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Showing posts from October, 2014

The Three Sisters

One of the oldest plant communities that we know of is the Three Sisters, beans, corn and squash. It is a First Nations planting method that goes back for several centuries and is often associated with the Iroquois.
Now corn is not often a crop that a backyard gardener, unless the backyard is a good size will plant but it can be a great community garden crop and the sisters can make an excellent shared garden within a community garden.
However, if you have the space or simply want to experiment then the 3 sisters will increase your yield and reduce your labour.
The three plants work together to help one another grow and help the grower get a healthy crop. The beans grow up the corm stalks and provide the nitrogen that helps the corn grow and the squash is planted between the corn rows and acts as living mulch and thereby reduces the need to weed and water.
Growing Corn: If you are planning to plant corn then you will need a minimum of three rows (ideally four) of about four feet in le…

Pollinating an Indoor Garden

Plants grown indoors have the same needs as plants grown outdoors,however, there is a major difference. Indoors, the gardener supplies the sun, perhaps in a brightly lit window, perhaps with artificial light, or maybe a combination of both.
The soil used indoors differs from what we plant our vegetables in outdoors and the plant roots rely on the gardener for water and food.
Perhaps the greatest difference between growing vegetables indoors as compared to doing so in your back or front yard is that indoors there are very few helpers. There are no earthworms in the soil, for example. Most significantly, there are no pollinators, no bees, butterflies, wasps and so on, or at least very, very few and most of us are happy that is so.

So what does the gardener, who wants to grow vegetables indoors do. Well, some plants, such as sweet peppers and eggplants, can be manually pollinated. A brush, a small art paint brush can work or even your fingertips. This is time consuming but it will get th…

Longest Gardening Season

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The nasturtiums are still blooming, usually all is gone by this time.


Gardening Learn as You Grow

Gardening is a learn by doing experience that requires the gardener to take a chance and observe and record the results. Careful observation and interaction will allow the gardener to see what works and what does not so that the gardener can learn from the experience and make necessary changes to improve the process. You cannot fail. Not all you plant will grow but you will always get positive results if you know your garden, yourself and put the right plant in the right place.

The Home Vegetable Garden News: October 19, 2014

"So how do you deer proof your garden? If you are growing vegetables, the safest way to do so is to build or buy a greenhouse. "



The Home Vegetable Garden News

Keeping The Deer Out

So how do you deer proof your garden? If you are growing vegetables, the safest way to do so is to build or buy a greenhouse. This will keep the deer out and keep you food safe from their hunger. A greenhouse will also help keep another unwelcome garden raider away, the rabbit. A greenhouse is more effective than a fence Now you could put up an electric fence; however, the price of energy is arising and adding to that bill offsets any gain that you may get from growing your own food. Of course, a small solar panel could be used to fuel the fence. Deer when properly motivated and food is a great motivator, can leap pretty high. However, for a small garden plot an electrified fence can be a good alternative to the greenhouse. Deer cannot sense electricity but will come up close to an object before leaping it so if they receive a shock, they are unlikely to proceed and will turn elsewhere for their meal. If you want to grow organic vegetables then either a greenhouse or a solar powered …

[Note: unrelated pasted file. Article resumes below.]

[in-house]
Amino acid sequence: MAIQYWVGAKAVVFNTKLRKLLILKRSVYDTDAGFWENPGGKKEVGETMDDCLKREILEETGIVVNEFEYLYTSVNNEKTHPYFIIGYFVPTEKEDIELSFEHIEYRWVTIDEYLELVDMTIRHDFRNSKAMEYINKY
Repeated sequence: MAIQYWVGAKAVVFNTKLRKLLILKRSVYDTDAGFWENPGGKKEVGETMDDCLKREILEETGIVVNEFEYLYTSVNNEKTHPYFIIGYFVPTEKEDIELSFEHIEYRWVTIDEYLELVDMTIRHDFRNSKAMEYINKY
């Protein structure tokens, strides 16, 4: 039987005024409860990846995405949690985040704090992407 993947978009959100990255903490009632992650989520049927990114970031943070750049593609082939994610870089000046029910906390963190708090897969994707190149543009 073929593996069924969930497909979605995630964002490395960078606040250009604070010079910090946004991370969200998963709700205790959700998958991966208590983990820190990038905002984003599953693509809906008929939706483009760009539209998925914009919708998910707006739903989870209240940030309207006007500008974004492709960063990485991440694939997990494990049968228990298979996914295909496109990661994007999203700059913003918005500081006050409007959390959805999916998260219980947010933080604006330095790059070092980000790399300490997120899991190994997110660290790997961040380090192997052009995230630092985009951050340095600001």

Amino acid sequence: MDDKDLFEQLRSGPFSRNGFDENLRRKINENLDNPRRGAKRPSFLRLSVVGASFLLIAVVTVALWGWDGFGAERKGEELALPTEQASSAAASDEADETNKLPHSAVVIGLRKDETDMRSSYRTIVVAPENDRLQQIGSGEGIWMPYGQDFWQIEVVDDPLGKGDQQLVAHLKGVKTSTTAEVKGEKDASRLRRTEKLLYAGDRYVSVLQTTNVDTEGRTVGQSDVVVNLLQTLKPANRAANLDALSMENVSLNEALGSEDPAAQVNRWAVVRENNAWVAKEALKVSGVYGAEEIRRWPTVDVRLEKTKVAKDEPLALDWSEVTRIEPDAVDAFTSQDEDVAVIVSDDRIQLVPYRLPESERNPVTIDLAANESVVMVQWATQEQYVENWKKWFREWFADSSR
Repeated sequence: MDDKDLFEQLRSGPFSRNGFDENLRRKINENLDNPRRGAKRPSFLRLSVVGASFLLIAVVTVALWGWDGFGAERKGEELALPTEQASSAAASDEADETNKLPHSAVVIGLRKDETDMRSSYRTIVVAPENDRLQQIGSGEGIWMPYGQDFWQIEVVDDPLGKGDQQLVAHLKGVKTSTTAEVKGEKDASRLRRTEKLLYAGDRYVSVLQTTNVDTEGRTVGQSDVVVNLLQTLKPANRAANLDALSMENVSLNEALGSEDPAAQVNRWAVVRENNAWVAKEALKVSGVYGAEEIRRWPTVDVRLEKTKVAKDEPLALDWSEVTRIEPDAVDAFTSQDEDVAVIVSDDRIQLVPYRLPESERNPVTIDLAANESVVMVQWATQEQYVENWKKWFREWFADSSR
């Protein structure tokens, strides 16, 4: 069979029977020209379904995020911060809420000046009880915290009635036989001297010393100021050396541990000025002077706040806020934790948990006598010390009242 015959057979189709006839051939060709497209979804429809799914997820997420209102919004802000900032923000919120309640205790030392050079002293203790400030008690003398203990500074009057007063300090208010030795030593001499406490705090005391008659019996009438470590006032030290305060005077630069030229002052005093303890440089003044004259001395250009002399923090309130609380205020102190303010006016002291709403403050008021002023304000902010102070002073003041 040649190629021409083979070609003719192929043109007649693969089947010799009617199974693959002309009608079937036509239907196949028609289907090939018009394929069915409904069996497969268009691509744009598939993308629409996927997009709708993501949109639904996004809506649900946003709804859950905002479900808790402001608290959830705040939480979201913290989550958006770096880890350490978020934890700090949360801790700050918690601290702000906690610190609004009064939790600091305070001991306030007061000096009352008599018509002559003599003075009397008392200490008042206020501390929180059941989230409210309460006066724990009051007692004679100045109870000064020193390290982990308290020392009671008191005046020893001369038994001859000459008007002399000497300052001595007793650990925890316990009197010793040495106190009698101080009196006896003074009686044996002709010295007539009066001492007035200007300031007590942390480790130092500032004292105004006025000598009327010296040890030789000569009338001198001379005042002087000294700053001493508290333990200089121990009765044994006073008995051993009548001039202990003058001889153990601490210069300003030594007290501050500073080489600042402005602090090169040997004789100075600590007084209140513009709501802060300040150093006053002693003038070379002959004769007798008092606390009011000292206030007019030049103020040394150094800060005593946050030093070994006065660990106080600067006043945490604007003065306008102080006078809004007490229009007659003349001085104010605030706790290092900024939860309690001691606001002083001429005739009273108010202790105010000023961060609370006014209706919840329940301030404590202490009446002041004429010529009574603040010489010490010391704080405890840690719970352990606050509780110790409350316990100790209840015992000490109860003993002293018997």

Last Flowers

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Fallen Apples

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The Indoor Garden: Lights

The most important element of success in indoor vegetable growing is light. Light determines how long plants remain active and is essential for photosynthesis.
You need to pay close attention to light intensity as it affects the manufacture of plant food, stem length, leaf color, and flowering.
The intensity of light a plant receives indoors is dependent upon how close the light source is to the plant as you move away from the light source light intensity decreases.
This means you are not likely going to be able to grow much in the way ofvegetables relying solely on light from a window.
Before planting anything asses the area where you plan to set up the garden. Consider the factors, paying close attention to available light. If you are planning to grow vegetables, in quantity, indoors, you will likely need to add lighting.
Sweet peppers, cucumbers and tomatoes are vegetable garden favourites but they like other fruiting vegetables have high light requirements. There are other choice…

BOOK: Seed Libraries

Seed Libraries" is a practical guide to saving seeds through community programs, including: Step-by-step instructions for setting up a seed libraryA wealth of ideas to help attract patrons and keep the momentum goingProfiles of existing libraries and other types of seed saving partnerships
Get your copy here.

Forest Gardening: An Introduction

Forest Gardening: An Introduction


"Have you begun to feel that the time you spend watering and cutting your lawn is a waste and probably doing more harm than good? Tired of using poisonous chemicals to keep that lawn green and golf course ready?

Or are you longing for fresh fruits and vegetables?"